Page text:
AL KHOR, Qatar — Harry Kane held his head in his hands, as if he was replaying the moment over and over again in his mind. England’s captain, the most prolific goal-scorer in its history, had been given a chance to rescue its World Cup campaign, and he had blown it, cruelly and spectacularly. All he wanted, in that moment, was to have his time again. He would not, in the end, be the only one.
There will, in the days to come, be plenty of recrimination as England picks over the bones of its exit. It will be of scant solace to Kane that he will certainly not be the only focus of the criticism; he may not even be the primary one. That honor, most likely, will fall to Wilton Sampaio, the Brazilian referee.
Mostly, though, there will be regret. France might have come into this game as a slight favorite, but the reigning champion was outplayed for vast stretches of the game, particularly after Aurélien Tchouámeni had given Didier Deschamps’s team an early lead with a shot from distance. After that France sat back, rested on its laurels, rode its luck.
That goal, at least in the English telling, was the first injustice. Replays seemed to suggest there had been a foul on Bukayo Saka at the very start of the move that led to Tchouámeni’s goal. A few minutes later, Harry Kane might have won a penalty, and certainly should have been awarded a free kick. England got neither.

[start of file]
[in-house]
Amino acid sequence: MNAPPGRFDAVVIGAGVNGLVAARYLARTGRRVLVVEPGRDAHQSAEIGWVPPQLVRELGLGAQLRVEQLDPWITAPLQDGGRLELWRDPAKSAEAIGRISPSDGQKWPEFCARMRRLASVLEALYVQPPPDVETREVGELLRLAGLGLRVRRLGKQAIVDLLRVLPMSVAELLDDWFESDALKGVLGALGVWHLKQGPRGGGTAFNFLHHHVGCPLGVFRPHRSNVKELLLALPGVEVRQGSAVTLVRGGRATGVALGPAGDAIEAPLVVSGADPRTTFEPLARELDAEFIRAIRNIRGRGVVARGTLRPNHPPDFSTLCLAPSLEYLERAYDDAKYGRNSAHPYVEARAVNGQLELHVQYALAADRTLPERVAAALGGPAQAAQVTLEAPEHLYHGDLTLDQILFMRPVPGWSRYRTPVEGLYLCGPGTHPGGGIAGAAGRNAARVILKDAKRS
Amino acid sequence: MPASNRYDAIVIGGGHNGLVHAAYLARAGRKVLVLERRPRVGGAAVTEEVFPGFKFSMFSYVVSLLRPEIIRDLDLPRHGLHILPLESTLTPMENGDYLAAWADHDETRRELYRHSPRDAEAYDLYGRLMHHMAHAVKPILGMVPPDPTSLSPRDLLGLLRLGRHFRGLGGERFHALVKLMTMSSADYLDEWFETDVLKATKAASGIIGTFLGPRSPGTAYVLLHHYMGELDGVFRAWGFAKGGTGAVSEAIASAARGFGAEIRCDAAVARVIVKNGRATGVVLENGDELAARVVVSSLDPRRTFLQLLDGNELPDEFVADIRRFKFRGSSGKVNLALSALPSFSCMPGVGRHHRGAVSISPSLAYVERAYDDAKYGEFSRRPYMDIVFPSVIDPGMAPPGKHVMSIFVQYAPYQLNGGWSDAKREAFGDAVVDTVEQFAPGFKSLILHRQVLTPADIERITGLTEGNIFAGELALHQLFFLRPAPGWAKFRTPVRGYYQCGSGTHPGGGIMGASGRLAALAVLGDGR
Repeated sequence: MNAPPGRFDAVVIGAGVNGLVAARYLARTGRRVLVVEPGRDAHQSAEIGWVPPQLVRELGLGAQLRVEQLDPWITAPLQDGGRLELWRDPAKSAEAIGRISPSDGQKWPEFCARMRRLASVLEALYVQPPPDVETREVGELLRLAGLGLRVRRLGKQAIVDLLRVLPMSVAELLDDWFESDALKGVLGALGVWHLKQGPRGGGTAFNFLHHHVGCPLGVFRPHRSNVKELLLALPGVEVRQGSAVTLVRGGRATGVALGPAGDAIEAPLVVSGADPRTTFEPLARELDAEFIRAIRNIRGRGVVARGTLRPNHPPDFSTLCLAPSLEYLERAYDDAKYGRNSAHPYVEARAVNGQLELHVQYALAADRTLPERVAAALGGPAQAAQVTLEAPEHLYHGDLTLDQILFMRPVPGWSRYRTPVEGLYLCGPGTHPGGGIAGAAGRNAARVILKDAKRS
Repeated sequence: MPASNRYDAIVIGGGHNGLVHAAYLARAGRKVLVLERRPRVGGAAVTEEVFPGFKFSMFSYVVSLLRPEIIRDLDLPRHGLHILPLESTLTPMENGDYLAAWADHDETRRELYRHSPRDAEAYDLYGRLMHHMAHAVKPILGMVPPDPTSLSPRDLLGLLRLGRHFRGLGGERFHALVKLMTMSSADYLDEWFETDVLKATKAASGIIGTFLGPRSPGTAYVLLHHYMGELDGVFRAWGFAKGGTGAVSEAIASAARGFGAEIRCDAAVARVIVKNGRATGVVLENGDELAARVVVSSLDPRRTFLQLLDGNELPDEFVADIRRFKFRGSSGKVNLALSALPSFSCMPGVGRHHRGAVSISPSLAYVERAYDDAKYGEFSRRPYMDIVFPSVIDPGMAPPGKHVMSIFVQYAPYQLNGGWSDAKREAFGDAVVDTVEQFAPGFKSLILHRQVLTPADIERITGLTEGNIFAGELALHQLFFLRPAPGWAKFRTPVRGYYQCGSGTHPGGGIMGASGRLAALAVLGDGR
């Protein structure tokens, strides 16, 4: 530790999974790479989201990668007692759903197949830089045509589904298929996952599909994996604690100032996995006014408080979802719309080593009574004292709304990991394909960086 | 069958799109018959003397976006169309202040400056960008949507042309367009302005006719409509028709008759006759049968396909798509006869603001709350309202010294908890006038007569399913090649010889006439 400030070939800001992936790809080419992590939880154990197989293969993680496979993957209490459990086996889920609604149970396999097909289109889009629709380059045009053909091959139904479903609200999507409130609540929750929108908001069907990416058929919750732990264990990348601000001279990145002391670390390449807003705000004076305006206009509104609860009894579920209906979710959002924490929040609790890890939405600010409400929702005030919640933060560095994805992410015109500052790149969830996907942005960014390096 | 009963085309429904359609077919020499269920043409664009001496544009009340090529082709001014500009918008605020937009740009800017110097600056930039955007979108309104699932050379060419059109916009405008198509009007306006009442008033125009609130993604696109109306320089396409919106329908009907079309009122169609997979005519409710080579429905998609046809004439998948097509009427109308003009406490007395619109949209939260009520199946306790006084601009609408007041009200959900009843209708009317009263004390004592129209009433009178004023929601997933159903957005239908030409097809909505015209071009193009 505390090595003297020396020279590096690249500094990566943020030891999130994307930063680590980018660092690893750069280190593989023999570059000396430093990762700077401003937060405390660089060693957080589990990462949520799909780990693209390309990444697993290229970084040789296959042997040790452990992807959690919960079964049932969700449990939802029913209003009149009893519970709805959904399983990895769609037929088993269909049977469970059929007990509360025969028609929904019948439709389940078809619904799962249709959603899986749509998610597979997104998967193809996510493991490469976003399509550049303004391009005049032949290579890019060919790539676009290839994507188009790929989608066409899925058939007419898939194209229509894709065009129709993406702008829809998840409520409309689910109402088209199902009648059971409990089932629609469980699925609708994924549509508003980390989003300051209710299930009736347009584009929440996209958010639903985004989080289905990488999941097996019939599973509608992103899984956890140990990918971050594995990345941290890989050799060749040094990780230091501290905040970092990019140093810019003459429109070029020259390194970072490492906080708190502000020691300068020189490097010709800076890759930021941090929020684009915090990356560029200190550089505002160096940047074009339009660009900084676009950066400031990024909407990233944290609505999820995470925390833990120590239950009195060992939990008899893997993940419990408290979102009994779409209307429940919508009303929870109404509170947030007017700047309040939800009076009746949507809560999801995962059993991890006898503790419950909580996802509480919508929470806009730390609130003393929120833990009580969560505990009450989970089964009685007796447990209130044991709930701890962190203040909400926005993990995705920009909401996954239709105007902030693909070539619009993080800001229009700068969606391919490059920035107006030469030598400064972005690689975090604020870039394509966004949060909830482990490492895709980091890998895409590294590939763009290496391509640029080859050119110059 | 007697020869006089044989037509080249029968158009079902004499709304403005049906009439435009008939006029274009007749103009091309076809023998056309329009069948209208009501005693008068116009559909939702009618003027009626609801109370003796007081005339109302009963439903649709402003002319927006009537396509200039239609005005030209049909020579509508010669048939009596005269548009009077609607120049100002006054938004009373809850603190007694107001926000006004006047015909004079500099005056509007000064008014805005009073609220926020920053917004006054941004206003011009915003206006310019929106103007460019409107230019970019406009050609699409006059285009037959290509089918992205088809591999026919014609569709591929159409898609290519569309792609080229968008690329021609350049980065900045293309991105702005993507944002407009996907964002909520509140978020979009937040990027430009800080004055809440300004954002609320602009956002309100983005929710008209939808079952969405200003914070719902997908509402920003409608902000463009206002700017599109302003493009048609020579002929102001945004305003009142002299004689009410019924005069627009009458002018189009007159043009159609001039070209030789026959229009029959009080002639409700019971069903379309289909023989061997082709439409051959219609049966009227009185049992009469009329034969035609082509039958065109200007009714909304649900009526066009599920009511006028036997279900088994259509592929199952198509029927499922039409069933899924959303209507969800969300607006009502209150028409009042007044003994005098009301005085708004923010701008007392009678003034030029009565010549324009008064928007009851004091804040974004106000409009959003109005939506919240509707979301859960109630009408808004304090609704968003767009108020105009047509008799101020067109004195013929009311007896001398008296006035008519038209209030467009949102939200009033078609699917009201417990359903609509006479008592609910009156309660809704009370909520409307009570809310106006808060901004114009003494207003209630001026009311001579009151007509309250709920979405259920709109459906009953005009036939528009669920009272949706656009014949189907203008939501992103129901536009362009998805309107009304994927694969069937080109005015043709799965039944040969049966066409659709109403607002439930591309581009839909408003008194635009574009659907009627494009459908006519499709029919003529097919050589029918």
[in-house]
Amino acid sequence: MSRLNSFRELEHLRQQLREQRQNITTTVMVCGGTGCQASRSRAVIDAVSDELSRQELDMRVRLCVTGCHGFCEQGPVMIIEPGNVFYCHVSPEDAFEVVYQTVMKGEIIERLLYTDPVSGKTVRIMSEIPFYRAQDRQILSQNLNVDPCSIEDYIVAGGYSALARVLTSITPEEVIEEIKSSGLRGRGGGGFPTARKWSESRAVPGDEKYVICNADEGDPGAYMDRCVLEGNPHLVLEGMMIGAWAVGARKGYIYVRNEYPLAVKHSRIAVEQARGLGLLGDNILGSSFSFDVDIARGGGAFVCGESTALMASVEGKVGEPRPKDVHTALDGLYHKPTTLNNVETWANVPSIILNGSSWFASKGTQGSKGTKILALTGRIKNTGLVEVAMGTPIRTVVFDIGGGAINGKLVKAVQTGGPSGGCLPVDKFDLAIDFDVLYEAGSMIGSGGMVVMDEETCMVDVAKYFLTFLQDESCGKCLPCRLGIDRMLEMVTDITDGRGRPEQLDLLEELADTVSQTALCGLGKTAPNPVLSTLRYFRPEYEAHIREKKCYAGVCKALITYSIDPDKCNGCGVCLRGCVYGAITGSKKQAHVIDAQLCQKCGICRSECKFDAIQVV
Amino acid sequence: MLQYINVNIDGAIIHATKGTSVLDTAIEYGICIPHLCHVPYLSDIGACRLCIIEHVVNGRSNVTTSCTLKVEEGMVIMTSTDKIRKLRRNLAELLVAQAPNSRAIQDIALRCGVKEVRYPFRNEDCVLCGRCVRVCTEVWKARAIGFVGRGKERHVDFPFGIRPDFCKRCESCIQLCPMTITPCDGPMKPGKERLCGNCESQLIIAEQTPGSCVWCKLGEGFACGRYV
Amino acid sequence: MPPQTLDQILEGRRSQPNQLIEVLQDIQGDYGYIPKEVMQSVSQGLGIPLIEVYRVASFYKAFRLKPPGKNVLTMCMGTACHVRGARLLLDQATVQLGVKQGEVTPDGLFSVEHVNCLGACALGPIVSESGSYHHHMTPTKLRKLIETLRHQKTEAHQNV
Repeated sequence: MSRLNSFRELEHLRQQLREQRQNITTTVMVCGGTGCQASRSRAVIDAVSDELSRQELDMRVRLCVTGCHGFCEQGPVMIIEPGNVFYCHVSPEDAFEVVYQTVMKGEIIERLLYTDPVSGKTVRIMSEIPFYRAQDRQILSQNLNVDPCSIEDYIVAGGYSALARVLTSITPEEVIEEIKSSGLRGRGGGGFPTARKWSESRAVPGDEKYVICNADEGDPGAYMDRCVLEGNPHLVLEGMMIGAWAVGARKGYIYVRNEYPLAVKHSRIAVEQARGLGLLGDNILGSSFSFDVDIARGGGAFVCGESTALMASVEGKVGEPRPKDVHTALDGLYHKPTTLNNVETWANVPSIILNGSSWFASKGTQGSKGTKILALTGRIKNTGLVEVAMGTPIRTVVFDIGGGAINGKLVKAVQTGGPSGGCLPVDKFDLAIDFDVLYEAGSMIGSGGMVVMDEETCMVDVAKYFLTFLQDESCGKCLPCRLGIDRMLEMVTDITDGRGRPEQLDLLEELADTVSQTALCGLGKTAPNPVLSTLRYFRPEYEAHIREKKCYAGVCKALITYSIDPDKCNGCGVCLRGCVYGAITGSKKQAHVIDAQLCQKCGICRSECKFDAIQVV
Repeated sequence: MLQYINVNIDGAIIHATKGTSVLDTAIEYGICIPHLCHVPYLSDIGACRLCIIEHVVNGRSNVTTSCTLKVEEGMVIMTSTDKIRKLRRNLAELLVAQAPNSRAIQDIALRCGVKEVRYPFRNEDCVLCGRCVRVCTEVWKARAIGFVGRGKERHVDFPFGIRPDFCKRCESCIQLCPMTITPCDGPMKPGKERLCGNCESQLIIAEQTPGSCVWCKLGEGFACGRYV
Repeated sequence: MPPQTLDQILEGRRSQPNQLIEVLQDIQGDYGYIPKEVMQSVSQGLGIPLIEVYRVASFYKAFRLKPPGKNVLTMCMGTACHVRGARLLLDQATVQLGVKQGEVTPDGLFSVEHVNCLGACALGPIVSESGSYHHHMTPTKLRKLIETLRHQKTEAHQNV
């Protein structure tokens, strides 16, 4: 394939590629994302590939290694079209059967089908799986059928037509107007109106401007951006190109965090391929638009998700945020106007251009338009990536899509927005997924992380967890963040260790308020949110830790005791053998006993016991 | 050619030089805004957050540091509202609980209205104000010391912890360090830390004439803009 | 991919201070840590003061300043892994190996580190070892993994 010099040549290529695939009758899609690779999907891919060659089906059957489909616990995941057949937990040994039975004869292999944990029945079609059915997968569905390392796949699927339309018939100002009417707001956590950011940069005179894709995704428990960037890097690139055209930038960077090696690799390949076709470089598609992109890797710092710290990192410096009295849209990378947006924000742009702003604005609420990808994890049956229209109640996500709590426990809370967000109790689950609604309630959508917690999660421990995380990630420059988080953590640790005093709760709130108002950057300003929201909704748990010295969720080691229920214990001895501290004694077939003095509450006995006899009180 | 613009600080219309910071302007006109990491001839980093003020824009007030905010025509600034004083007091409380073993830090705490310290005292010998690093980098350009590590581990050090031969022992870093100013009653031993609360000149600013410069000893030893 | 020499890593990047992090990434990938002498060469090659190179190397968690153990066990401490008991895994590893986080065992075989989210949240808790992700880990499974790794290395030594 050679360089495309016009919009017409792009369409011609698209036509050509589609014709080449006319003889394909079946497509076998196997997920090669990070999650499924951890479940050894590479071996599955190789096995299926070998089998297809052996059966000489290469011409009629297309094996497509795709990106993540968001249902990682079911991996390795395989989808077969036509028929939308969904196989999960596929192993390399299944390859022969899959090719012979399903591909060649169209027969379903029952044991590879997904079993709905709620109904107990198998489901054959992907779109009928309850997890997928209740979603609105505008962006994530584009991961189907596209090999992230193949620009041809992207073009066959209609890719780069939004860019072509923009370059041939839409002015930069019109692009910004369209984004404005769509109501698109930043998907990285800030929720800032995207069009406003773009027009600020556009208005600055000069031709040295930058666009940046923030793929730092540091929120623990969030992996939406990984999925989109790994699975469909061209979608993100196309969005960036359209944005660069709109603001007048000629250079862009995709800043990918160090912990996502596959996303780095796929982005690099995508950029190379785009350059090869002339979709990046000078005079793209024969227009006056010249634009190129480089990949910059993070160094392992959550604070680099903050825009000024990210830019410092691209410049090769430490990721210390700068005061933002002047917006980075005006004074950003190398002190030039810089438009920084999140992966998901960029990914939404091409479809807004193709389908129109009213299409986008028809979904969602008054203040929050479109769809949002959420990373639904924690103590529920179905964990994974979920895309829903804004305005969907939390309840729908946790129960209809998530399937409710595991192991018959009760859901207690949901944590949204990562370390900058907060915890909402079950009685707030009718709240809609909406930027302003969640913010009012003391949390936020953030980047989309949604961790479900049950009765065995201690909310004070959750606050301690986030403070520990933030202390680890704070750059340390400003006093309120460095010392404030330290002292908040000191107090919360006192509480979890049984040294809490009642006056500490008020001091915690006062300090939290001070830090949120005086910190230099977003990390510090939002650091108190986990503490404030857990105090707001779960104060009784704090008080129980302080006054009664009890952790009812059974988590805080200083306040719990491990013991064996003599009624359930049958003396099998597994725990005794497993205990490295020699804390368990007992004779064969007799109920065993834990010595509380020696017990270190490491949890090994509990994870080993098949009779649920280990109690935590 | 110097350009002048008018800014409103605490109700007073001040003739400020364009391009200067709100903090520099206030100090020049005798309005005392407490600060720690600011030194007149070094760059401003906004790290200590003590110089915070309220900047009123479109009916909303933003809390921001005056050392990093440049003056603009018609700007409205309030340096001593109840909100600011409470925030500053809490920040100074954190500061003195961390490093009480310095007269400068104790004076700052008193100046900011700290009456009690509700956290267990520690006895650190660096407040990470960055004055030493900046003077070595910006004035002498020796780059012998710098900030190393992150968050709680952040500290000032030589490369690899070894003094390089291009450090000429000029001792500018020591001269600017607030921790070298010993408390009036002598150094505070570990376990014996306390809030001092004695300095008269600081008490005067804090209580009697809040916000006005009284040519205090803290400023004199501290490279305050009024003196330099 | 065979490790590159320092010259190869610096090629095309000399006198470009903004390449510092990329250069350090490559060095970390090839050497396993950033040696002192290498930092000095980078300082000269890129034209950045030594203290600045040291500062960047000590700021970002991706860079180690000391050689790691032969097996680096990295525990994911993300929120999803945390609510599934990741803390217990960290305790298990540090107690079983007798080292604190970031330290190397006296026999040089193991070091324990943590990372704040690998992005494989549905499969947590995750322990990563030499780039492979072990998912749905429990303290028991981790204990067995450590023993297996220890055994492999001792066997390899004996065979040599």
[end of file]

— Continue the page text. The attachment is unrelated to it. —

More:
That wrong, at least, would be righted early in the second half, with Kane converting from the spot after Tchouámeni had tripped Saka. It was no less than Southgate’s team deserved; having taken the lead, France slowly lost both urgency and impetus, finding it increasingly difficult to handle the brightness of Saka and Phil Foden.
At that point, the wind seemed to be at England’s backs. France’s vaunted attacking line, spearheaded by Mbappé, had been peripheral to the game; the reigning champion was being overwhelmed in midfield. Deschamps seemed curiously reluctant to try to wrestle back control.
Naturally, then, France regained the lead when Giroud steered a fierce, whipped cross from Antoine Griezmann past a despairing Jordan Pickford. Within little more than a minute, it seemed to have thrown its advantage away again, Theo Hernández shoving Mason Mount to the floor in the penalty area and Sampaio, the referee, awarding a second penalty after consulting a replay.
Kane, once again, stepped up against Hugo Lloris, his teammate at Tottenham Hotspur. The psychological complexity of that particular dynamic may have played a role in what happened next: Kane ballooning the ball over the bar, Lloris punching the air, and France edging one step closer to becoming the first team in more than half a century to retain the World Cup.